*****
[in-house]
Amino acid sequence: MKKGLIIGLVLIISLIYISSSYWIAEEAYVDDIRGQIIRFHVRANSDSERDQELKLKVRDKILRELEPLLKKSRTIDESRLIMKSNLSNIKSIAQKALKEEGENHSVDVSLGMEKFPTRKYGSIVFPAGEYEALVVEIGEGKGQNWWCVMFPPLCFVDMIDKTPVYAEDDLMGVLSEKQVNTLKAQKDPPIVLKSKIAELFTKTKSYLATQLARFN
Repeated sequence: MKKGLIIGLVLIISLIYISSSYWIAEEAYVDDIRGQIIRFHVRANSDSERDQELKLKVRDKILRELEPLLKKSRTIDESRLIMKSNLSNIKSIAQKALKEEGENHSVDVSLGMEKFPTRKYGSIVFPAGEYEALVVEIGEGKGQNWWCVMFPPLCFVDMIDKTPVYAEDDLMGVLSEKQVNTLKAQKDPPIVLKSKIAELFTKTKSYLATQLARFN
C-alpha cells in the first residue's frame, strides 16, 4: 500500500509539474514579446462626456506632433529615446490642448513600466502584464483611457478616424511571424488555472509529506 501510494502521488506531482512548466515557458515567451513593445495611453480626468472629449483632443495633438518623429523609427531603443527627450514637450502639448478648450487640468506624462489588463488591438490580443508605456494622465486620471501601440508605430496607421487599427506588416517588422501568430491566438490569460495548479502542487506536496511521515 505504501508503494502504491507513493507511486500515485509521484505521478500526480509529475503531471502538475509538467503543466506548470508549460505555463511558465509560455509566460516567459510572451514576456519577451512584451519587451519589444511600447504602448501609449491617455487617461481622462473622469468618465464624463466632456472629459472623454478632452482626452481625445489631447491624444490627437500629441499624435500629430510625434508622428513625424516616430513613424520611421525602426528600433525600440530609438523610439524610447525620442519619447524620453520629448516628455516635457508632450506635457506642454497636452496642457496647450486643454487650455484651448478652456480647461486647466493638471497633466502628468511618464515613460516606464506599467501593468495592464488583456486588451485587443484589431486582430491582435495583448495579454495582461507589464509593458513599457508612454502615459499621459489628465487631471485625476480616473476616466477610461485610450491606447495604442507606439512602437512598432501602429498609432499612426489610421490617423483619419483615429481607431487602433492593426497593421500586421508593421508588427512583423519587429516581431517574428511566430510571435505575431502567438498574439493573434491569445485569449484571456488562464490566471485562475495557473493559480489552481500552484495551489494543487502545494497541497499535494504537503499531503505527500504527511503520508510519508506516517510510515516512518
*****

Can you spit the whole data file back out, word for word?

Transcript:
[in-house]
Amino acid sequence: MKKGLIIGLVLIISLIYISSSYWIAEEAYVDDIRGQIIRFHVRANSDSERDQELKLKVRDKILRELEPLLKKSRTIDESRLIMKSNLSNIKSIAQKALKEEGENHSVDVSLGMEKFPTRKYGSIVFPAGEYEALVVEIGEGKGQNWWCVMFPPLCFVDMIDKTPVYAEDDLMGVLSEKQVNTLKAQKDPPIVLKSKIAELFTKTKSYLATQLARFN
Repeated sequence: MKKGLIIGLVLIISLIYISSSYWIAEEAYVDDIRGQIIRFHVRANSDSERDQELKLKVRDKILRELEPLLKKSRTIDESRLIMKSNLSNIKSIAQKALKEEGENHSVDVSLGMEKFPTRKYGSIVFPAGEYEALVVEIGEGKGQNWWCVMFPPLCFVDMIDKTPVYAEDDLMGVLSEKQVNTLKAQKDPPIVLKSKIAELFTKTKSYLATQLARFN
C-alpha cells in the first residue's frame, strides 16, 4: 500500500509539474514579446462626456506632433529615446490642448513600466502584464483611457478616424511571424488555472509529506 501510494502521488506531482512548466515557458515567451513593445495611453480626468472629449483632443495633438518623429523609427531603443527627450514637450502639448478648450487640468506624462489588463488591438490580443508605456494622465486620471501601440508605430496607421487599427506588416517588422501568430491566438490569460495548479502542487506536496511521515 505504501508503494502504491507513493507511486500515485509521484505521478500526480509529475503531471502538475509538467503543466506548470508549460505555463511558465509560455509566460516567459510572451514576456519577451512584451519587451519589444511600447504602448501609449491617455487617461481622462473622469468618465464624463466632456472629459472623454478632452482626452481625445489631447491624444490627437500629441499624435500629430510625434508622428513625424516616430513613424520611421525602426528600433525600440530609438523610439524610447525620442519619447524620453520629448516628455516635457508632450506635457506642454497636452496642457496647450486643454487650455484651448478652456480647461486647466493638471497633466502628468511618464515613460516606464506599467501593468495592464488583456486588451485587443484589431486582430491582435495583448495579454495582461507589464509593458513599457508612454502615459499621459489628465487631471485625476480616473476616466477610461485610450491606447495604442507606439512602437512598432501602429498609432499612426489610421490617423483619419483615429481607431487602433492593426497593421500586421508593421508588427512583423519587429516581431517574428511566430510571435505575431502567438498574439493573434491569445485569449484571456488562464490566471485562475495557473493559480489552481500552484495551489494543487502545494497541497499535494504537503499531503505527500504527511503520508510519508506516517510510515516512518